The Blog the Legal Times reports that Joi Hyatte, a paralegal in the Civil Rights Division, has filed a suit claiming she was discriminated and harassed by managers who repeatedly passed her over for advancement because she is African-American. The complaint alleges that ex-voting section chief John Tanner and former section 5 unit chief Yvette Rivera recruited white and Hispanic candidates from outside the department for higher paying positions and did not offer the vacancies to DOJ paralegals, which violated standard hiring procedures.   And the department allegedly tolerated racially and sexually offensive conduct from three white male lawyers who mocked a Caucasian analyst for displaying pictures of prominent black civil rights leaders in her office.

So far, at least on the surface, the case doesn't look good for DOJ. John Tanner left the Justice Department last year after attracting congressional criticism for undermining the mission of the division, as well as for controversial remarks about the impact of voter ID laws on minorities.  And Rivera, for unexplained reasons, was demoted as acting section 5 unit chief earlier this year.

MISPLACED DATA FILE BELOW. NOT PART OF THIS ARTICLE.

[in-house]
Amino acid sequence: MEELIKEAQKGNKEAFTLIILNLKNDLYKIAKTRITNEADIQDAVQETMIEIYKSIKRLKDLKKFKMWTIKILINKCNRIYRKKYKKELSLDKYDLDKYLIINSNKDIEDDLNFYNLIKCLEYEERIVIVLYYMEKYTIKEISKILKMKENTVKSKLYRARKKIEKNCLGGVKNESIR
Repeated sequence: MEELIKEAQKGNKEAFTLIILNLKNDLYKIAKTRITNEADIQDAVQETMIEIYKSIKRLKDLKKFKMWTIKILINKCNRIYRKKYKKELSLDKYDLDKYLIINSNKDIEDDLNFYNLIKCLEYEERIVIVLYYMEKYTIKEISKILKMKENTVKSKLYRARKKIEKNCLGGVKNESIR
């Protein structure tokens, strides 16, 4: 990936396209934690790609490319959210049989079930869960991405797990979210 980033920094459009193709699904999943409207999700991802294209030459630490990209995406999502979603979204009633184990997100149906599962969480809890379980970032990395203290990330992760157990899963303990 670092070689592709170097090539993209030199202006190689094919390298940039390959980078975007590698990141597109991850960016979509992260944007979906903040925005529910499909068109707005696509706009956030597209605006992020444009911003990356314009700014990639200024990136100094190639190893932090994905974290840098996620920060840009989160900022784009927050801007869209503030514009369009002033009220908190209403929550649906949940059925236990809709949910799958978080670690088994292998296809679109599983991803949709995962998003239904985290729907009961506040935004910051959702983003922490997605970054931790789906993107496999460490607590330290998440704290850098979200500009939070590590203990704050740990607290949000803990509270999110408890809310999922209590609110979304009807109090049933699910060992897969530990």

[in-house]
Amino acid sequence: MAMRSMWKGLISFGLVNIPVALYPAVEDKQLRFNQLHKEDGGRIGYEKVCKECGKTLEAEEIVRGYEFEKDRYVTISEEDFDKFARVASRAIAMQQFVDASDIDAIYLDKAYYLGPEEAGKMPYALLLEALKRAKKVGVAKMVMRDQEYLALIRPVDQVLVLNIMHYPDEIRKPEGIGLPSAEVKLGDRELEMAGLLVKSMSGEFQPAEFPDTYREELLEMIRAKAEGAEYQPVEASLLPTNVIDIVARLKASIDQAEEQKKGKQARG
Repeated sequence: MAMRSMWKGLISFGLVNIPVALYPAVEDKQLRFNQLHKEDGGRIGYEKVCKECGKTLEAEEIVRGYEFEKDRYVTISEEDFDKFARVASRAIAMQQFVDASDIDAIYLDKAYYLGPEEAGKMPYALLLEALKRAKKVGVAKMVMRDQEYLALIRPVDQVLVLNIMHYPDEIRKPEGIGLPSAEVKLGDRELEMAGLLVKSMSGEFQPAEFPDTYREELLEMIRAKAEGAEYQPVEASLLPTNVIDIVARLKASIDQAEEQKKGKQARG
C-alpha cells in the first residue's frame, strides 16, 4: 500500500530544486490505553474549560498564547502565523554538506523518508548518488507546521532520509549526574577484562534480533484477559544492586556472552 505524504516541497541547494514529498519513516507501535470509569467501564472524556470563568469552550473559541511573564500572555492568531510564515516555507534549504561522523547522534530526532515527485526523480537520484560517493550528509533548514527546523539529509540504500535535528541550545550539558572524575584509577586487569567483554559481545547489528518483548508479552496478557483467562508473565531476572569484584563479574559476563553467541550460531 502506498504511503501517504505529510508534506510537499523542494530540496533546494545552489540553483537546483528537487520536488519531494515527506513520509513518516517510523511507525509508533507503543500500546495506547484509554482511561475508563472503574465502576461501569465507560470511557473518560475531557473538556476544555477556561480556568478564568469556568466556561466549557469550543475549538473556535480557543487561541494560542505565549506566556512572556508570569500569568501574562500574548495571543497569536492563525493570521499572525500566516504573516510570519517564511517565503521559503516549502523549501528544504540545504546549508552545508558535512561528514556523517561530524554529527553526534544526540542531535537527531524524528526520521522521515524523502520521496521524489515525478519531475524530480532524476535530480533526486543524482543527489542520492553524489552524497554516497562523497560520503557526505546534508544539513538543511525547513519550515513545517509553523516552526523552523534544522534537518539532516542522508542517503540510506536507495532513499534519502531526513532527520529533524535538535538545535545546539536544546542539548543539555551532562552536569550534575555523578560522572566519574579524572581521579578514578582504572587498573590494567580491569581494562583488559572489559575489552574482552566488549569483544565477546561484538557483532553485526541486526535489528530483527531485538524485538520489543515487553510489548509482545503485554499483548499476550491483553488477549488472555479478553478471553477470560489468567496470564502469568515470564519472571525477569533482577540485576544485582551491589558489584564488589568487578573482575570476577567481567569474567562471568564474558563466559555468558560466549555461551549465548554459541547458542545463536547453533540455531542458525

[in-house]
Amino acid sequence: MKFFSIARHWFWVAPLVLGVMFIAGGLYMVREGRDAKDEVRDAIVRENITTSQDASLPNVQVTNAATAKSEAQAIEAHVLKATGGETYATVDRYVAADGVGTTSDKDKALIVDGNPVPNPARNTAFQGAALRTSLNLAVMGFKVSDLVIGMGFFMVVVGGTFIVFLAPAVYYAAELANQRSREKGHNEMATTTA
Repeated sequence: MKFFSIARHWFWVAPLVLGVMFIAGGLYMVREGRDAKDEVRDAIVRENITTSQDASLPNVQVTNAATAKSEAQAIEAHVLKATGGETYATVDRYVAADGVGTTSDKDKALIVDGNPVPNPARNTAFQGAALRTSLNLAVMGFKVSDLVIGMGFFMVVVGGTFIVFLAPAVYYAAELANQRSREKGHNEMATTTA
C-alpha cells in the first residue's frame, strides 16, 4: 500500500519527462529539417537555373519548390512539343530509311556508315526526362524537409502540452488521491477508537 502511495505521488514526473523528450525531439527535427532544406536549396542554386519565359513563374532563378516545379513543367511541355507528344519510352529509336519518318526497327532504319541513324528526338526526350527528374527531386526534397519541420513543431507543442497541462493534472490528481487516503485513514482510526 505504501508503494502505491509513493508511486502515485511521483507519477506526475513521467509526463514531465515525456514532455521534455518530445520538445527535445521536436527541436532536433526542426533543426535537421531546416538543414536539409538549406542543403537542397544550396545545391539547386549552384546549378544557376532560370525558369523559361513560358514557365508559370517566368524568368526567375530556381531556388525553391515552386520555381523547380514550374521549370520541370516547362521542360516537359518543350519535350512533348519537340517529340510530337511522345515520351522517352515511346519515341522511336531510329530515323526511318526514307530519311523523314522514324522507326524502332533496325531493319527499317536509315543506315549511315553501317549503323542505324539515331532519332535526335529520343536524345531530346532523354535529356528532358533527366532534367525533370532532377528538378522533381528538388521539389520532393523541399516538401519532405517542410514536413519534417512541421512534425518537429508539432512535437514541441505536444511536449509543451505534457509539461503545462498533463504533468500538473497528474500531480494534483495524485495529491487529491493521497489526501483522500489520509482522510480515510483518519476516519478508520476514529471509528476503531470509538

May 30, 2008 | Permalink | Comments (1)

Women Make Better Lawyers, Says Ad

Ever argue with a woman?  That's the slogan on an ad for the 100 percent women-owned Buffalo law firm, Schroder, Josephs and Associates (H/T: The ad, which concludes with the pitch line "Let us make the case for your company," cleverly makes the point that women lawyers are as good as, if not better than men.

But I'm not sure how effective the ad is since it seems to have reinforced gender stereotypes for some readers. For example, Adrants comments that:

On another level, maybe an all-female law firm is a very good thing. After all, while men are always out to "win," women are much more predisposed to discussion and compromise. And compromise plays a very significant role in settling legal issues.